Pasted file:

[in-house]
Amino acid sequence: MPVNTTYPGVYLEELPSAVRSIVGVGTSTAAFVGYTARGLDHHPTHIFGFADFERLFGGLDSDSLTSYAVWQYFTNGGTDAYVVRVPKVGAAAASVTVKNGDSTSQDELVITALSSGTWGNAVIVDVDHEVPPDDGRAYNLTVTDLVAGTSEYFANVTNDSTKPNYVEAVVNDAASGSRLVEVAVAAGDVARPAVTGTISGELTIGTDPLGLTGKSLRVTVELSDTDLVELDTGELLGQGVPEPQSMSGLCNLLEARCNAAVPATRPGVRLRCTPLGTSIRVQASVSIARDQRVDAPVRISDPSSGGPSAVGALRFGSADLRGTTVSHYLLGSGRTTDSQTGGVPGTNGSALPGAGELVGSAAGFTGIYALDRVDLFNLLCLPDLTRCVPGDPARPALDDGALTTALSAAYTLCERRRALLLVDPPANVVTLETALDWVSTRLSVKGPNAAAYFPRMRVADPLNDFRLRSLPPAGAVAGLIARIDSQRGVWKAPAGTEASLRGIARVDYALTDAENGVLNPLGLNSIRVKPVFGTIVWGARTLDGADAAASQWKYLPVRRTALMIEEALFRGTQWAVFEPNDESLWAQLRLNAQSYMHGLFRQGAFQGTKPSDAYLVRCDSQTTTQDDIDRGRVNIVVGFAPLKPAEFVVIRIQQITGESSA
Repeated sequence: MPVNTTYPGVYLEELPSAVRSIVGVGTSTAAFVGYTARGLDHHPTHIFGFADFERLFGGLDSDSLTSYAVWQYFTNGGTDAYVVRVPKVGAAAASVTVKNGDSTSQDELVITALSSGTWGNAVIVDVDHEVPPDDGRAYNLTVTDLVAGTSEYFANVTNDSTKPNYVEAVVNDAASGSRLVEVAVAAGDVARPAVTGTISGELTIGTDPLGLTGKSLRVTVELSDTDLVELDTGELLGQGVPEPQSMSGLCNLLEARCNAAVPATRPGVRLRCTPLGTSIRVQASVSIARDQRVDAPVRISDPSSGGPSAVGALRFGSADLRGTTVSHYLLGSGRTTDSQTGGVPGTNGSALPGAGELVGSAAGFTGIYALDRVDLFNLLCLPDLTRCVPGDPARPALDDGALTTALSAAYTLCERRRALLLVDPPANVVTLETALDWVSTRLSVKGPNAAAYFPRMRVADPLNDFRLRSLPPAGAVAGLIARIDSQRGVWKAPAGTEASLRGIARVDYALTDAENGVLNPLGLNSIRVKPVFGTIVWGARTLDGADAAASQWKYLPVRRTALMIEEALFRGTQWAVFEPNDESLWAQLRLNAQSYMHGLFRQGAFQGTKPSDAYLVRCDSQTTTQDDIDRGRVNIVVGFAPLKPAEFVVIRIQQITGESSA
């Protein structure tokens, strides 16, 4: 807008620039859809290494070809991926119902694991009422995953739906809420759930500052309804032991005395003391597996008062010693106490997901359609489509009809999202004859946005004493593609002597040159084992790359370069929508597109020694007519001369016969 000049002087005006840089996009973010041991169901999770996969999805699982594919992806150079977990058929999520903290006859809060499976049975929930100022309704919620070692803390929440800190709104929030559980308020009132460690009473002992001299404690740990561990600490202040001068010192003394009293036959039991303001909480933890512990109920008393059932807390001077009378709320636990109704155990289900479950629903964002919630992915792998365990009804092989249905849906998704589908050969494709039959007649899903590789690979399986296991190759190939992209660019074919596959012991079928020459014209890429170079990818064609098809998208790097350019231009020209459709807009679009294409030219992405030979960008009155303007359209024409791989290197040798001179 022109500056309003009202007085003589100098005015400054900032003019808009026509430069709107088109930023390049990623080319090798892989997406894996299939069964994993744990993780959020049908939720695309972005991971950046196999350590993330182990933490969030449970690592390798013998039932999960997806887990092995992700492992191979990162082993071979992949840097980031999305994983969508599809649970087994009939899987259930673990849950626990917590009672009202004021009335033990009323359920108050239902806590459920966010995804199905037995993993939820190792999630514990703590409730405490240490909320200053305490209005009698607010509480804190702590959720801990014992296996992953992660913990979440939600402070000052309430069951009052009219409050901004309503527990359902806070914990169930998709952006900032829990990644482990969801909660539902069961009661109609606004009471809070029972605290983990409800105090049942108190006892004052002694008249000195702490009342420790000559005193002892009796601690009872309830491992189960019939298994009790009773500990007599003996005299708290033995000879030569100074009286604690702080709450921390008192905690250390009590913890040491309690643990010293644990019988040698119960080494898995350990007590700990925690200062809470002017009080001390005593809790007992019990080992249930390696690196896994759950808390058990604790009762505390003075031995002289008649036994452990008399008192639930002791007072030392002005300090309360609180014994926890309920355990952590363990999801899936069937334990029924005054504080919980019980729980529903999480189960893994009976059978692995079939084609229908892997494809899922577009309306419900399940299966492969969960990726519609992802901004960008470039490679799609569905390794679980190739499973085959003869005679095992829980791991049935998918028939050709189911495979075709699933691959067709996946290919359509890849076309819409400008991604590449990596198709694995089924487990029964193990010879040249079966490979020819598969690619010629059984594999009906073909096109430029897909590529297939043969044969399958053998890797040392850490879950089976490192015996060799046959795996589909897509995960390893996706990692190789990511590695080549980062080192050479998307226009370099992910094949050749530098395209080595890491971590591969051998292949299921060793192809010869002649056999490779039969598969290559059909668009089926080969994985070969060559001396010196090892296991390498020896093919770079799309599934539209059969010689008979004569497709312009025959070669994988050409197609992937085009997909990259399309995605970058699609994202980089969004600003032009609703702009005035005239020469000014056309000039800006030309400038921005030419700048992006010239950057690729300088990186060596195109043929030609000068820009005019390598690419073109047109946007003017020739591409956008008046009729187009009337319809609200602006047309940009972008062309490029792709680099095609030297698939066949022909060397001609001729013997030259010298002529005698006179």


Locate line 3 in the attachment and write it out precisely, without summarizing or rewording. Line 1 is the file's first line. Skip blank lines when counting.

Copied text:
Repeated sequence: MPVNTTYPGVYLEELPSAVRSIVGVGTSTAAFVGYTARGLDHHPTHIFGFADFERLFGGLDSDSLTSYAVWQYFTNGGTDAYVVRVPKVGAAAASVTVKNGDSTSQDELVITALSSGTWGNAVIVDVDHEVPPDDGRAYNLTVTDLVAGTSEYFANVTNDSTKPNYVEAVVNDAASGSRLVEVAVAAGDVARPAVTGTISGELTIGTDPLGLTGKSLRVTVELSDTDLVELDTGELLGQGVPEPQSMSGLCNLLEARCNAAVPATRPGVRLRCTPLGTSIRVQASVSIARDQRVDAPVRISDPSSGGPSAVGALRFGSADLRGTTVSHYLLGSGRTTDSQTGGVPGTNGSALPGAGELVGSAAGFTGIYALDRVDLFNLLCLPDLTRCVPGDPARPALDDGALTTALSAAYTLCERRRALLLVDPPANVVTLETALDWVSTRLSVKGPNAAAYFPRMRVADPLNDFRLRSLPPAGAVAGLIARIDSQRGVWKAPAGTEASLRGIARVDYALTDAENGVLNPLGLNSIRVKPVFGTIVWGARTLDGADAAASQWKYLPVRRTALMIEEALFRGTQWAVFEPNDESLWAQLRLNAQSYMHGLFRQGAFQGTKPSDAYLVRCDSQTTTQDDIDRGRVNIVVGFAPLKPAEFVVIRIQQITGESSA